Noah Rode Out Storm To Thrive
by Tim Swarens
Courtesy of The Indianapolis Star (Friday, NOVEMBER 27, 1998)
Noah was 10 when his father left him alongside a Georgia highway. The child waited alone for a bus to come. It was to take him back to Florida, to home and his mother. But Noah’s mother was living with a new boyfriend. Little boys were no longer welcome. Noah was left to survive on the streets of Tampa. Eventually picked up and sent to an orphanage, he never saw his mother or father again. An abandoned boy might be expected to grow into a bitter man. But Noah Kersey has often exceeded expectations. At a time of year when we give thanks for the good in life, Kersey also is thankful for the bad. "God has been looking over me, protecting me and providing me with opportunities that I never would have had if I had stayed with my parents," Kersey says.
Today, he is a psychologist in Carmel, helping patients overcome their own disappointments. He’s also a husband and father, providing for his three children with the stability he never knew. For nine years, Kersey lived in the orphanage. He learned to drive a car and to play a trumpet there. It was, he says, the first place he ever felt secure. By their late teens, boys at the orphanage were expected to leave. Most joined the military. Kersey wanted to go to college. The parents of two friends opened their homes to Kersey, providing the opportunity to finish high school. It was while living with one of his new families that he met the man who would become his mentor. Sherwin Broersma, pastor of a Dutch Reform church in Tampa, took an interest in an orphan kid who needed a father figure. "He became a very strong model, a guiding force in my life," Kersey says. "I still use a lot of the advice he’s given me over the years in therapy with my patients." After high school, Kersey made his way to Florida State University, changing majors four times before settling on psychology. He found he enjoyed helping others work on their problems. He also was working on himself. "I washed pots and pans at a Red Lobster during summer break. I’d stand in the back, scrubbing and telling myself, ‘I’m a good person and God loves me.’"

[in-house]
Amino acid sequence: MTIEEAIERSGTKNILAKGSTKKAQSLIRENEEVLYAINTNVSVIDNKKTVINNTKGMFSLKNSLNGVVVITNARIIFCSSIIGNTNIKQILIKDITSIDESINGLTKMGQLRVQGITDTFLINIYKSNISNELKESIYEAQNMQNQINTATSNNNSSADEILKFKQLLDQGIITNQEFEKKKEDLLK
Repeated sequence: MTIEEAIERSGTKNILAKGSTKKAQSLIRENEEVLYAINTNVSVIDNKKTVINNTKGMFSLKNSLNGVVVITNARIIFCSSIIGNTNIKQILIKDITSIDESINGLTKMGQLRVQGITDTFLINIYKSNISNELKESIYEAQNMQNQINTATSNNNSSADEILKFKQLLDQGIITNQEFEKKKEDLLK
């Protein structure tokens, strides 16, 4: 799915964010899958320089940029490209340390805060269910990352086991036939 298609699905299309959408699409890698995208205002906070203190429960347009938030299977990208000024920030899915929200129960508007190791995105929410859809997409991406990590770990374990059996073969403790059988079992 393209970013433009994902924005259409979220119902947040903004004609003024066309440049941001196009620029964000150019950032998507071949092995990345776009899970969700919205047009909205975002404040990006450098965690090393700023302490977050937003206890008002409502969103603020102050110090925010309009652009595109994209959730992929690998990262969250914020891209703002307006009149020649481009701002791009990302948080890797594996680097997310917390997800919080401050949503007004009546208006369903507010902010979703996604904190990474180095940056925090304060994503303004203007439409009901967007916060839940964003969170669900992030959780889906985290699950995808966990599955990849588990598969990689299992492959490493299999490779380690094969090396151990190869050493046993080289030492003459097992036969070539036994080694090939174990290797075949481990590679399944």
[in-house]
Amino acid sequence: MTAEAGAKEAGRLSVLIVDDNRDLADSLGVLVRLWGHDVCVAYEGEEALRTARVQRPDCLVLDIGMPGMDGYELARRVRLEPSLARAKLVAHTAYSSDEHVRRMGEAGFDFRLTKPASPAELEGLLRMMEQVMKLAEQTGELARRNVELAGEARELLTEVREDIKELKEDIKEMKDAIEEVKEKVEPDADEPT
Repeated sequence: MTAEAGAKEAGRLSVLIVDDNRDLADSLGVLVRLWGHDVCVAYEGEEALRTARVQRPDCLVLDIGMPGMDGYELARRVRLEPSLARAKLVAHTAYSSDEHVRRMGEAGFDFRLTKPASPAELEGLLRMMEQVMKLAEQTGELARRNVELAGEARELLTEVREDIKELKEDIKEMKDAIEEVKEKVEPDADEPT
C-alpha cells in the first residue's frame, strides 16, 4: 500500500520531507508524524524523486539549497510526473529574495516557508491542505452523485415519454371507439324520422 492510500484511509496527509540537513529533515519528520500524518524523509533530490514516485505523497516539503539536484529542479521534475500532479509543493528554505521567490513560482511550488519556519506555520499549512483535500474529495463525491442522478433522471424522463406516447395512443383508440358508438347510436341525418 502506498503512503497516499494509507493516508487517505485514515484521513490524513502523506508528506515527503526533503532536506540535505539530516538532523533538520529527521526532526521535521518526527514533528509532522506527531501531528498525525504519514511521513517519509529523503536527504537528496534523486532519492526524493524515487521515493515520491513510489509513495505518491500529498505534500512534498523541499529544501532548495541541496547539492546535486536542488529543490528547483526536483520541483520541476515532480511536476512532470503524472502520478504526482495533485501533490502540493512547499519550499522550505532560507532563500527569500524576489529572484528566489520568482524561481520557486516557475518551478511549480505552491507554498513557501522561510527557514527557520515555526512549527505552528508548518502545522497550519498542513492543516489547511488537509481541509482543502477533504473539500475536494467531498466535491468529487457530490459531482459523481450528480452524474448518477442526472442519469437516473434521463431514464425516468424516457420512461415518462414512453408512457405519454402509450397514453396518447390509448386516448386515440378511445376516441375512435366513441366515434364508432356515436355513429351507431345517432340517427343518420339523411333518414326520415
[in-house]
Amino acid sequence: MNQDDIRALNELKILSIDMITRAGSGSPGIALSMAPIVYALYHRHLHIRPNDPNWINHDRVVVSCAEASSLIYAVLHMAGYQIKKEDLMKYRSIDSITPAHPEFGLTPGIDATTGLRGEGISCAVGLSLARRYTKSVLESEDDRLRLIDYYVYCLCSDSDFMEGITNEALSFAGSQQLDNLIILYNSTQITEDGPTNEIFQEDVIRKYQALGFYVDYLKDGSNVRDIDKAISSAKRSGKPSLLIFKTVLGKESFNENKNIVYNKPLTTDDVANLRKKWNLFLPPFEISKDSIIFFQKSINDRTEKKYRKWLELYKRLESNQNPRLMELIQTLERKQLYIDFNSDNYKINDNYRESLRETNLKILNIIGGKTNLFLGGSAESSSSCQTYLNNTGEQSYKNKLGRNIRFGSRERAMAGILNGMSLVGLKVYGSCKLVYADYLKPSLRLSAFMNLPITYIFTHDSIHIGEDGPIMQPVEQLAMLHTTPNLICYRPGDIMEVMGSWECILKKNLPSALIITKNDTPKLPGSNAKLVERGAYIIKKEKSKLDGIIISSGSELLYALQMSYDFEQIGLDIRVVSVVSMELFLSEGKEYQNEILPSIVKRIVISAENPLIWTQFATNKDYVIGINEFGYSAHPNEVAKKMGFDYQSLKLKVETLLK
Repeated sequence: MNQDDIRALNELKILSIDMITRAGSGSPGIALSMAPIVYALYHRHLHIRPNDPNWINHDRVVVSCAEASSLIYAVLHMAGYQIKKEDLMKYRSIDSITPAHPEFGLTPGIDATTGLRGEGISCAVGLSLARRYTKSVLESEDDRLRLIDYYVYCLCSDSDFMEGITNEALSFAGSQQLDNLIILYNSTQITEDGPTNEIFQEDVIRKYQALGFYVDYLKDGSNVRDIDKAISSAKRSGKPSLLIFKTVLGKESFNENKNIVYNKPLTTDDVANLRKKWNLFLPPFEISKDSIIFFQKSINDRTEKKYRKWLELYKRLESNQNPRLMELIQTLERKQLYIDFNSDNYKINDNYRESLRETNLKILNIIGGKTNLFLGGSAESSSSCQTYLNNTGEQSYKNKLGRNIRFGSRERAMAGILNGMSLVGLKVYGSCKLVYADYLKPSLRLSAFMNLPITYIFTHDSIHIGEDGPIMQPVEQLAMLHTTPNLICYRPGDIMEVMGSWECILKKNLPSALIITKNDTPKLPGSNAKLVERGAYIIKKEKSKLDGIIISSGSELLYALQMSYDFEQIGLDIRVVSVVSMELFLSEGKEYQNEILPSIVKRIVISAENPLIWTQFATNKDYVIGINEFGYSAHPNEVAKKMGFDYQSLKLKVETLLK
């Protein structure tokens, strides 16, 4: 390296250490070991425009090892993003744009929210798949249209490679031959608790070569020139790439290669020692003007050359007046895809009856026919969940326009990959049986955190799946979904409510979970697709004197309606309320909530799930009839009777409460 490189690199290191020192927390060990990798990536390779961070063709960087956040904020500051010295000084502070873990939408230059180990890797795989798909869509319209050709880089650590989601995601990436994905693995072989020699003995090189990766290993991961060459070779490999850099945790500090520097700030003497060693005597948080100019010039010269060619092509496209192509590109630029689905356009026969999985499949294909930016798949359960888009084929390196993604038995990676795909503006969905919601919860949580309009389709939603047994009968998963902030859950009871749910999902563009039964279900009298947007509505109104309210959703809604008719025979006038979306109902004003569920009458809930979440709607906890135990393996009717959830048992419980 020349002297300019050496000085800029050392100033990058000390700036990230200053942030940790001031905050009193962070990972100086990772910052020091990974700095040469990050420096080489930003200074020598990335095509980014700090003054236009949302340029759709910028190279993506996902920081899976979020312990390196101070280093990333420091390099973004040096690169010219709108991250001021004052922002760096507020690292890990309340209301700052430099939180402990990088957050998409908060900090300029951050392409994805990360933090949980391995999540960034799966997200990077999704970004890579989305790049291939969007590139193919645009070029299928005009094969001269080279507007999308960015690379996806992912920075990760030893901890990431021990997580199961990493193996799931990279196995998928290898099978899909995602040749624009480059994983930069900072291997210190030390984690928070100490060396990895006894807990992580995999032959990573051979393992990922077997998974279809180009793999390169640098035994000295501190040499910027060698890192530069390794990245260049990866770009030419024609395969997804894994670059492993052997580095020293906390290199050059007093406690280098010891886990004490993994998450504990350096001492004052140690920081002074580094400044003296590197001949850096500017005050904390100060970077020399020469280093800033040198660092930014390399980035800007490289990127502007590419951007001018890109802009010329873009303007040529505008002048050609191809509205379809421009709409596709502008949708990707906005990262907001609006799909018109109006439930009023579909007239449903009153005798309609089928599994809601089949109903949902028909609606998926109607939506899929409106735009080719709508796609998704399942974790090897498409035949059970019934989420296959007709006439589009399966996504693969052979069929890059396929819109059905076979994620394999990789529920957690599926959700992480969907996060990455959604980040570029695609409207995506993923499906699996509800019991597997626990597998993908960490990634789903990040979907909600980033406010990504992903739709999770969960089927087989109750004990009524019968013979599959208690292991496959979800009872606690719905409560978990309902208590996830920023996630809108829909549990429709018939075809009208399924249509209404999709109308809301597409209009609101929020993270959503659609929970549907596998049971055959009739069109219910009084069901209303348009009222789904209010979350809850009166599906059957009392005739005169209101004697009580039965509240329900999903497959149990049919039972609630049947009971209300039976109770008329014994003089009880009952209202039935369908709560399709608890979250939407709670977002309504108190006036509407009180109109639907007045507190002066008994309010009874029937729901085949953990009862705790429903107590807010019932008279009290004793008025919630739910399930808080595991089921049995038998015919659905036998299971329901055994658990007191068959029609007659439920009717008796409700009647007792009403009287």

Kersey was a transcender, the rare child who can be hit with life’s worst and still thrive. We don’t fully understand why one child when faced with abuse and neglect soars while most around him sink. But Kersey was blessed by three positives in an otherwise negative childhood. He lived in a well-run institution, where staff members took an interest in him. He found a mentor. And he developed a strong personal faith that gave him hope. "A milestone for me was the ability to forgive my parents for doing the best they knew how," he says. In his Carmel practice, Kersey teaches principles that are common to people who overcome adversity. One is to be committed to change. Another is to have faith in the process, to wait patiently while transformation takes place. He also stresses that anger and fear can be used as motivators for success. Yet success has not erased Kersey’s memories of a painful childhood. His biggest struggle, he says, is to give his children the freedom to fail, to not become overly protective because of his own experiences. One of those painful experiences motivated Kersey to complete his education. As a young man, he visited a woman he knew to ask for help in securing a job. The woman, who a few years earlier had nearly adopted Kersey, coldly rebuffed him. "I left her house, stood in the driveway and said, ‘I’ll show her,’" he says. Years later, after completing his doctorate, he sent the woman a message of thanks. "The best revenge is to be successful despite the people who let you down," he says.
Copyright (c) 1998 The Indianapolis Star - Reprinted by permission of Tim Swarens
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